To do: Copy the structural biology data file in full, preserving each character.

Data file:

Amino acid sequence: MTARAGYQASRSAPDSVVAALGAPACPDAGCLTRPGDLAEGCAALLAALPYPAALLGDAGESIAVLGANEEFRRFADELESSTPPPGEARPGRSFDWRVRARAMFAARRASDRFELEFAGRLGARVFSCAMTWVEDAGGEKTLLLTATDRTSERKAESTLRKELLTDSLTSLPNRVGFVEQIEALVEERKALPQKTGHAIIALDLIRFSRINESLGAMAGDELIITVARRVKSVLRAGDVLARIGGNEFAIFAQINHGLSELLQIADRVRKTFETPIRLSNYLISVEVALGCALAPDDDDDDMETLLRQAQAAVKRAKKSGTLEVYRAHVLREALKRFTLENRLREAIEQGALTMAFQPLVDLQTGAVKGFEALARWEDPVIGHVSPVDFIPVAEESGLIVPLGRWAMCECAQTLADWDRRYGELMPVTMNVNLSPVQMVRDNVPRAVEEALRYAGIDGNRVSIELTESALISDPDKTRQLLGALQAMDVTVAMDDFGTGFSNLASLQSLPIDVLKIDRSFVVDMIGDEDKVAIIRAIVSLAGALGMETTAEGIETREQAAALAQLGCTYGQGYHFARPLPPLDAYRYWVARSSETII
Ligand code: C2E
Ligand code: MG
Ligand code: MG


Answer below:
Amino acid sequence: MTARAGYQASRSAPDSVVAALGAPACPDAGCLTRPGDLAEGCAALLAALPYPAALLGDAGESIAVLGANEEFRRFADELESSTPPPGEARPGRSFDWRVRARAMFAARRASDRFELEFAGRLGARVFSCAMTWVEDAGGEKTLLLTATDRTSERKAESTLRKELLTDSLTSLPNRVGFVEQIEALVEERKALPQKTGHAIIALDLIRFSRINESLGAMAGDELIITVARRVKSVLRAGDVLARIGGNEFAIFAQINHGLSELLQIADRVRKTFETPIRLSNYLISVEVALGCALAPDDDDDDMETLLRQAQAAVKRAKKSGTLEVYRAHVLREALKRFTLENRLREAIEQGALTMAFQPLVDLQTGAVKGFEALARWEDPVIGHVSPVDFIPVAEESGLIVPLGRWAMCECAQTLADWDRRYGELMPVTMNVNLSPVQMVRDNVPRAVEEALRYAGIDGNRVSIELTESALISDPDKTRQLLGALQAMDVTVAMDDFGTGFSNLASLQSLPIDVLKIDRSFVVDMIGDEDKVAIIRAIVSLAGALGMETTAEGIETREQAAALAQLGCTYGQGYHFARPLPPLDAYRYWVARSSETII
Ligand code: C2E
Ligand code: MG
Ligand code: MG